A bigger and improved Boeing 787 Dreamliner could be gracing the skies within the next 5 years.
Following a provisional approval from its board of directors in October 2012, Boeing has announced that formal discussions are underway with major airlines and leasing companies regarding its doubled-stretched 787-10X variant.
The 787-10X concept has been in the works for a while – Boeing has been considering a double stretched and heavier-weight variant of the 787, which would directly compete with Airbus A350-900. After extensive study, Boeing is now adding one more aircraft to its long to-do list. With the 787-10X moving from product development to firm launch, Boeing sales teams are currently presenting detailed marketing data about the aircraft.
Although Boeing is holding formal discussions with airlines, it will need a final approval from its board to proceed and launch the program at an undisclosed date. Boeing commented, “The timing of a decision to launch the program will depend on market response during the next phase of our discussions about the airplane.”
If a firm decision to launch is made later this year, the aircraft is expected to enter service around 2018-2019.
Early Launch Contenders
The 787-10X has generated keen interest from major airlines, with Singapore Airlines and British Airways (BA) being early launch contenders.
Singapore Airlines is reportedly negotiating with Boeing to be the 787-10X’s launch customer, and the airline may place orders before 2012 is out. Singapore Airlines wants the 787-10X to replace 19 Airbus A330-300s it has in its fleet, whose lease term will expire in 2015-2016.
The airline also considers the 787-10X ideal for its intra-Asia growth, and its plans to tap into the expanding premium air travel demand, particularly in key growth economies in the Asia Pacific region. As a launch customer, Singapore Airlines and its low-cost subsidiary, Scoot Airlines, hope to secure the aircraft on attractive terms.
Meanwhile, British Airways (BA) is reportedly in talks with Boeing for an order of 60 Boeing 787-10X Dreamliners for BA’s use. BA has 46 Boeing 777-200ERs in its fleet, and the airline will replace these with the 787-10Xs. The rest of the 787-10Xs will be used to expand the airline’s vast network in Asia.
Several Middle East carriers have expressed keen interest in ordering the 787-10X, which offers better fuel efficiency and good range, to replace 777-200ERs, A330-200s and -300s in their fleets, in one fell swoop.
Boeing commented that it has been “working closely with airline and leasing customers to define the key capabilities and features of the 787-10X, and we anticipate strong market demand for this third and largest member of the 787 family.”
A Bigger Version of the Dreamliner Family
The Dreamliner family consists of two main variants, namely the base model 787-8 and 787-9, an enlarged version of the 787-8 base model.
Another current variant in the Dreamliner family is 787-3, a short-range version that targets high-density flights.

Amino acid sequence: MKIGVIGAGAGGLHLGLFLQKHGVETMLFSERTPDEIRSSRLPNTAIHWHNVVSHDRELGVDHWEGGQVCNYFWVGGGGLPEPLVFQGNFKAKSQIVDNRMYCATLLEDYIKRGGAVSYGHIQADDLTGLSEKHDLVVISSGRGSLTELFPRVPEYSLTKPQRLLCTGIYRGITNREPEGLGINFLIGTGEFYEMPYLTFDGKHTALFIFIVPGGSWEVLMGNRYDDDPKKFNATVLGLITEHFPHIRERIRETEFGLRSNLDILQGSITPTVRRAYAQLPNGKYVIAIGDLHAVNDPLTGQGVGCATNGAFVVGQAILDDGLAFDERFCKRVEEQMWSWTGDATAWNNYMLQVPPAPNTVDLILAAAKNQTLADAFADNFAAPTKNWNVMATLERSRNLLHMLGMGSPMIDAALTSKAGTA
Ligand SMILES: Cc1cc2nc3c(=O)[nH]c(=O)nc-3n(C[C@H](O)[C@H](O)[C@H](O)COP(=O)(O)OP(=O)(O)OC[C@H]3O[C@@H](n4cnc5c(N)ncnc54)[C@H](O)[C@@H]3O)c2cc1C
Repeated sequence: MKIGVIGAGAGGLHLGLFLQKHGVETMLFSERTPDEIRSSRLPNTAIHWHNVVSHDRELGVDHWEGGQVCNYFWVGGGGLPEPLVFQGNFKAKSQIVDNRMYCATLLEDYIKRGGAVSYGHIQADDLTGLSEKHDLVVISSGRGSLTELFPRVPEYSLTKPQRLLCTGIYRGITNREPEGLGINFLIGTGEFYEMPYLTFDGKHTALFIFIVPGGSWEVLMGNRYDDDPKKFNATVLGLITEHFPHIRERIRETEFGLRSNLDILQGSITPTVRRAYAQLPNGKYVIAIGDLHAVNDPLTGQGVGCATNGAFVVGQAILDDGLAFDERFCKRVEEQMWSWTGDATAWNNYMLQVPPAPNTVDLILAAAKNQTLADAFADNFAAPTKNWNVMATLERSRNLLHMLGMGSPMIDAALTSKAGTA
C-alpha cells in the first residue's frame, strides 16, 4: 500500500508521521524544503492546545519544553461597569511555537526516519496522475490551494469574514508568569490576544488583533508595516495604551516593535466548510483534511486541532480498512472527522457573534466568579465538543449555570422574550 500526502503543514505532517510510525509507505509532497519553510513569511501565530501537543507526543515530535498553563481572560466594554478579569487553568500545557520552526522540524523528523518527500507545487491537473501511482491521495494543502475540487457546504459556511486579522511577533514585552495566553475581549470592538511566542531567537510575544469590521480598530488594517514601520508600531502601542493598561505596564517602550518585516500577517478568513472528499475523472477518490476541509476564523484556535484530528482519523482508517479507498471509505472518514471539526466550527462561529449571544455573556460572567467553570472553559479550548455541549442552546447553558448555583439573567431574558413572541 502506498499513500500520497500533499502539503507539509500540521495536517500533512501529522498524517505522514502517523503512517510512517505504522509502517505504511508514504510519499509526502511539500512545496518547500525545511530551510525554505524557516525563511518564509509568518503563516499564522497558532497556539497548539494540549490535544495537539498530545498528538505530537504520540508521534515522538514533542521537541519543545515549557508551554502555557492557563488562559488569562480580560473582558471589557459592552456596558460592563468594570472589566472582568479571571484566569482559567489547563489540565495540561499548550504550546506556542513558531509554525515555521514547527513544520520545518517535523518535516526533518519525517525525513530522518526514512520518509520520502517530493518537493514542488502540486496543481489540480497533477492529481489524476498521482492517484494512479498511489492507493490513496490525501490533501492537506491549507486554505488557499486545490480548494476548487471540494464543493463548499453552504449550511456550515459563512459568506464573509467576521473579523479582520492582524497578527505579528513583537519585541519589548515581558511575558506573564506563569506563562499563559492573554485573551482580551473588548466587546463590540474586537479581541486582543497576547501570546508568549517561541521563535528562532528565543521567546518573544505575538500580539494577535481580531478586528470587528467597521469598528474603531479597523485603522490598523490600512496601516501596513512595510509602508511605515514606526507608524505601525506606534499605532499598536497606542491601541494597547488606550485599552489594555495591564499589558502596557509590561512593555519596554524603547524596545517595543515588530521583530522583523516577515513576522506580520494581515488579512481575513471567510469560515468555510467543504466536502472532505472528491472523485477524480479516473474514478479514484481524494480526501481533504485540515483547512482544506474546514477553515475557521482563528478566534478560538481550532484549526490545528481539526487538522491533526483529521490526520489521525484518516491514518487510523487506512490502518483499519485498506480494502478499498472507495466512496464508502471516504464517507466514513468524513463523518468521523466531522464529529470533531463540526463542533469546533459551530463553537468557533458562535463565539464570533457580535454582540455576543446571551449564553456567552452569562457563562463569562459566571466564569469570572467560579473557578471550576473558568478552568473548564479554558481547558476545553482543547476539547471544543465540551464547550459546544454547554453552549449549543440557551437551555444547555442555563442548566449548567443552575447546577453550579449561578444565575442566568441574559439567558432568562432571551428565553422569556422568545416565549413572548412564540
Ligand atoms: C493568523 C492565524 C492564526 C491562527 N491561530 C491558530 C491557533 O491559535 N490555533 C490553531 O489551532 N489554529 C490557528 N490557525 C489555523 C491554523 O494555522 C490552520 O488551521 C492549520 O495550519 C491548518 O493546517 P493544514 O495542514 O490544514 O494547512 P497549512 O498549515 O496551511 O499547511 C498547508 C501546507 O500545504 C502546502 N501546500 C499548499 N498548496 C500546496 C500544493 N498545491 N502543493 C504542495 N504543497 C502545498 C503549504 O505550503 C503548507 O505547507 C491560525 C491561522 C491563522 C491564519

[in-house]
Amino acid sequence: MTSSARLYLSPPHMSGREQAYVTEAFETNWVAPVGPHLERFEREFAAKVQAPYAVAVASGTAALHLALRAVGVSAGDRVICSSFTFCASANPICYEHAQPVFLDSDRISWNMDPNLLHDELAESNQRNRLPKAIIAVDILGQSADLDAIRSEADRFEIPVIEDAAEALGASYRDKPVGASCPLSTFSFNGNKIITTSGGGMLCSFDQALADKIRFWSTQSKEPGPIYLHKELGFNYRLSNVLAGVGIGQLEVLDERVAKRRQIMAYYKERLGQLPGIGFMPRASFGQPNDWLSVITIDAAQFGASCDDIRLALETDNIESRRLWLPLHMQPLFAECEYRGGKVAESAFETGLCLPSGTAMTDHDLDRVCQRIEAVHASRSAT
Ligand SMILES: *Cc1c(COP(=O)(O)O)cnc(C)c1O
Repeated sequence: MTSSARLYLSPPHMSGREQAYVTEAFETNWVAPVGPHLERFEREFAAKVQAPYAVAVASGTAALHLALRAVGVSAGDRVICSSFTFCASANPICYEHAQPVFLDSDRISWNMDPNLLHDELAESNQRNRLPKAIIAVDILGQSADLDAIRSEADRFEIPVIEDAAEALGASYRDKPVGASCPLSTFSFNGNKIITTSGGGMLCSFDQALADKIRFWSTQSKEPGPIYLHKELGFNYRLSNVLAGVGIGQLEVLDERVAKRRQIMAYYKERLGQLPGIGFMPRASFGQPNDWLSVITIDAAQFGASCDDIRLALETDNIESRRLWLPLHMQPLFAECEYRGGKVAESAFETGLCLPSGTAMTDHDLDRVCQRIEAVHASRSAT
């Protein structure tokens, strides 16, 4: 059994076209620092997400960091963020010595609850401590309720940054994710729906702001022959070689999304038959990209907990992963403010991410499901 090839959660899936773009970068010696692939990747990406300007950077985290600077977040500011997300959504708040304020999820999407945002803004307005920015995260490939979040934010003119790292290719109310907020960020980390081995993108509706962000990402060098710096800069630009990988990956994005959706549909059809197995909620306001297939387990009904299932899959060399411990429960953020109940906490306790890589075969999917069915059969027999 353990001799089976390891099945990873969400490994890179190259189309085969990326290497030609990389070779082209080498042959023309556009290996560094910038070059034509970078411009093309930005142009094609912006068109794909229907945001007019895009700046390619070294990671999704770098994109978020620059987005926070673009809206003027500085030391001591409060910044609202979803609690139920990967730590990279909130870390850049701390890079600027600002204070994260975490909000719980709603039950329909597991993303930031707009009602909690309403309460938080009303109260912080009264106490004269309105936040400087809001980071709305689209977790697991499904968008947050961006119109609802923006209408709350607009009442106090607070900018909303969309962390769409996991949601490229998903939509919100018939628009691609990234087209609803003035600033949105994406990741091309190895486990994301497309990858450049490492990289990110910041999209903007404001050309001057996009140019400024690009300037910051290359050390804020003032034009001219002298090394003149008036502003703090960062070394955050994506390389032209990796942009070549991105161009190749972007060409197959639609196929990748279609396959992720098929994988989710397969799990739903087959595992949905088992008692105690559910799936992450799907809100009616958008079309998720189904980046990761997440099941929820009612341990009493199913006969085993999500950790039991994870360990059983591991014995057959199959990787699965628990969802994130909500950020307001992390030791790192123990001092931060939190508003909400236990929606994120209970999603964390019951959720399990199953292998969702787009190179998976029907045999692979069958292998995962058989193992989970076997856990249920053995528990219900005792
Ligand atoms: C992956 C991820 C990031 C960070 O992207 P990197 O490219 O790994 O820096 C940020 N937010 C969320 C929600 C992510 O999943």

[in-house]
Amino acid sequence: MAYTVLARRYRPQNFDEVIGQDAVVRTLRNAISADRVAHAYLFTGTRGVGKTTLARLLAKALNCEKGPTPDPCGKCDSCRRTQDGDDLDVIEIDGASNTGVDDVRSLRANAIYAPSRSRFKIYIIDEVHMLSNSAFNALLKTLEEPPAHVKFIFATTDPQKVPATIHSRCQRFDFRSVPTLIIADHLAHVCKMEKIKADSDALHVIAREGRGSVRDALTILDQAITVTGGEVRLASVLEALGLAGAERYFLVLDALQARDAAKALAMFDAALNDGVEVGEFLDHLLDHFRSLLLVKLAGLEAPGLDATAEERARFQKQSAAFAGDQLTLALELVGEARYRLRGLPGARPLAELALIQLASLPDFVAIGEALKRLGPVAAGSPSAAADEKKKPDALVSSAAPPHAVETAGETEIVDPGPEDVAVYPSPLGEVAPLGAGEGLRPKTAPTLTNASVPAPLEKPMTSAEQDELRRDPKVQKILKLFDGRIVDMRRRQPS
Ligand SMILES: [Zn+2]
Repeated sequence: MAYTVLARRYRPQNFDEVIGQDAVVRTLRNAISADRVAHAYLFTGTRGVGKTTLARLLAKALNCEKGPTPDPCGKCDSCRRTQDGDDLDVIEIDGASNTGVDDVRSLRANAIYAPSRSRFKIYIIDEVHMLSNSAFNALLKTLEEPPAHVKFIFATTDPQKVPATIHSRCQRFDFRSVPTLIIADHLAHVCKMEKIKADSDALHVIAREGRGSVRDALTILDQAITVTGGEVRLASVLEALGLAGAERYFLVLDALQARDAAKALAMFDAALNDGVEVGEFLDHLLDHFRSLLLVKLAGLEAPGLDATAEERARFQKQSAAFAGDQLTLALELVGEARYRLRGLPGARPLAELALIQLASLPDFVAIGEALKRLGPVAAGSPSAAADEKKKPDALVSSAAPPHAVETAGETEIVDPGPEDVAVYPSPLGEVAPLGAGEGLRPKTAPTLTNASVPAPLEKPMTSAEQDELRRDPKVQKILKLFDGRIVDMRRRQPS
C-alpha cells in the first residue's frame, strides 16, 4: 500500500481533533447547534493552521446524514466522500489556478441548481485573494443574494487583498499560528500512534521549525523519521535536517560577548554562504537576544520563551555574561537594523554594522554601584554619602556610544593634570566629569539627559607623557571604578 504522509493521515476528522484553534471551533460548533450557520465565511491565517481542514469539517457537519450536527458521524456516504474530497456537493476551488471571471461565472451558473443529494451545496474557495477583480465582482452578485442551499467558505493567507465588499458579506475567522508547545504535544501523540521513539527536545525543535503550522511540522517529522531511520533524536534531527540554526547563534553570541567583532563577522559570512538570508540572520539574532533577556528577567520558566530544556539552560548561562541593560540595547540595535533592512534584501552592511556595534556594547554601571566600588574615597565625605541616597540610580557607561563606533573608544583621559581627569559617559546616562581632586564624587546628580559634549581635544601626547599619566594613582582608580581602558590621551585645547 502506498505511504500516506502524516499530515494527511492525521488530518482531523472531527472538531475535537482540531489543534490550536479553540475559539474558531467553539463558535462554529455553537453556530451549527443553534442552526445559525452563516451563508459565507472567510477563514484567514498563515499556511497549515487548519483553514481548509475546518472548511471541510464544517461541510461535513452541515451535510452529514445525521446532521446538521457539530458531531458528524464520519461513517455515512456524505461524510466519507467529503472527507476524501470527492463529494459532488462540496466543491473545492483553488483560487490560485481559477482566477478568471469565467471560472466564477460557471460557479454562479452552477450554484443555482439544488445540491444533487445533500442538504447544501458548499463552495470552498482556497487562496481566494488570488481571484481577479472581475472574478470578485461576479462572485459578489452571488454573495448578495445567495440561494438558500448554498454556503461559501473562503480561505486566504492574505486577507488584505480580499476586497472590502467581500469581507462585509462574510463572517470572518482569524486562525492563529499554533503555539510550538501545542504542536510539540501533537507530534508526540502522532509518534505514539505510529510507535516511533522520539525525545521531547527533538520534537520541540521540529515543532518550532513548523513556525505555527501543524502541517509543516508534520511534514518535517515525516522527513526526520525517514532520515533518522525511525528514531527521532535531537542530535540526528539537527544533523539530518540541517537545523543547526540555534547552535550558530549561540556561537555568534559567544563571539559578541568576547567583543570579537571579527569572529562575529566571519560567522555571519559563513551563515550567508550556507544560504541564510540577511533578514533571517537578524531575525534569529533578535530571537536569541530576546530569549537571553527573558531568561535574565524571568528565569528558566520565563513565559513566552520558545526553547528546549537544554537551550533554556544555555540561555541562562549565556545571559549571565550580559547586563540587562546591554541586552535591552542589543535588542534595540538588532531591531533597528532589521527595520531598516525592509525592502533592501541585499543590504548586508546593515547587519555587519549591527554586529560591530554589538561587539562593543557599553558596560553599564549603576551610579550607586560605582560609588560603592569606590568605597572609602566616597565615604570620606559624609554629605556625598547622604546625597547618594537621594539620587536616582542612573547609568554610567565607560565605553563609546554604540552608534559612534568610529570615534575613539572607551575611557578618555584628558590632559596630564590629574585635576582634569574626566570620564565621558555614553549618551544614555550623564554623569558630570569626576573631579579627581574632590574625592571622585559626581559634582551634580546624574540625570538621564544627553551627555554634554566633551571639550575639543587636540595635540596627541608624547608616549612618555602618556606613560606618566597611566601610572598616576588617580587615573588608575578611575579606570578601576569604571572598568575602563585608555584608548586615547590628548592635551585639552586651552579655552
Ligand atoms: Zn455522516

The 787-10X offers more seating and cargo capacity, while sacrificing the long range of the earlier two primary models.
The 787-10X will supersede the 777-200ER in Boeing's current catalogue and will compete against upcoming Airbus A350 series: the A350-900 scheduled to enter service in 2014, A350-800 in 2016, and A350-1000 in 2017, A330-300, and A340-300/500.
The main features of the 787-10X are as follows:
- A seating capacity of 290 – 310. The aircraft is stretched by 18 ft. compared to the 206-ft.-long 787-9. This allows it to seat an additional 43 passengers
- A range of 6,700- to 6,750-nm
- Maximum takeoff weight of Approximately 551,750 lb
- Powered by a Rolls-Royce (R-R) Trent 1000 TEN (thrust efficiency new technology) engine or a 78,000-lb PIP II General Electric GEnx-1B engine
The New 777 Variants Creep Along
A stall or slowed pace on the new 777 Variants seems inevitable. The imminent launch of the 787-10X is considered to have caused delays and reduced interest in the new 777 variants, namely 777-8X and 777-9X, whose estimated entry to services is around 2019. In 2012, Boeing slowed 777X development, but the entry into service timeframe remains unchanged.
Designed to succeed the 777-200LR/300ER, the larger, re-winged and re-engined 777X variants pose some challenges in terms of technology, cost and marketing strategy. On the other hand, the double stretch 787-10X is relatively straightforward.
The development of the 777X was initially at the top of Boeing’s priority list, followed by the likely launch of the 787-10X. Given the fact that the competing upcoming Airbus A350 will be in the market at the end of this decade, Boeing has to assess the timing of the next 777 and its overall commercial strategy as an aircraft manufacturer.
The 787-10X will certainly influence Boeing’s decision about the 777X because the 787-10X can take up at least part of the market intended for the 777-8X, the smaller of the proposed 777X twins.
In addition, there are resources issues to consider. Boeing’s product-development to-do list is long – the company is currently working on KC-46A tanker, 787-9, and 737 MAX programs. Boeing is also working in ramping up its production lines at Renton and Everett facilities. In addition, Boeing is working on accelerating its 787-8 deliveries, with target of 35-42 aircraft by year-end.
If the 787-10X eats into the 777-8 and 777-X market, what are the implications on Being’s overall commercial strategy?
Boeing will have to review many factors in making its final decision on launching either / both programs. Boeing’s other existing projects and orders, the likely roll out and delivery times, as well as market trends at the time will certainly influence Boeing’s final decision on the new 777 variants.
If Boeing receives positive responses and early orders for the doubled-stretched 787-10X variant, this bird will soon be a new addition in Boeing’s catalogue.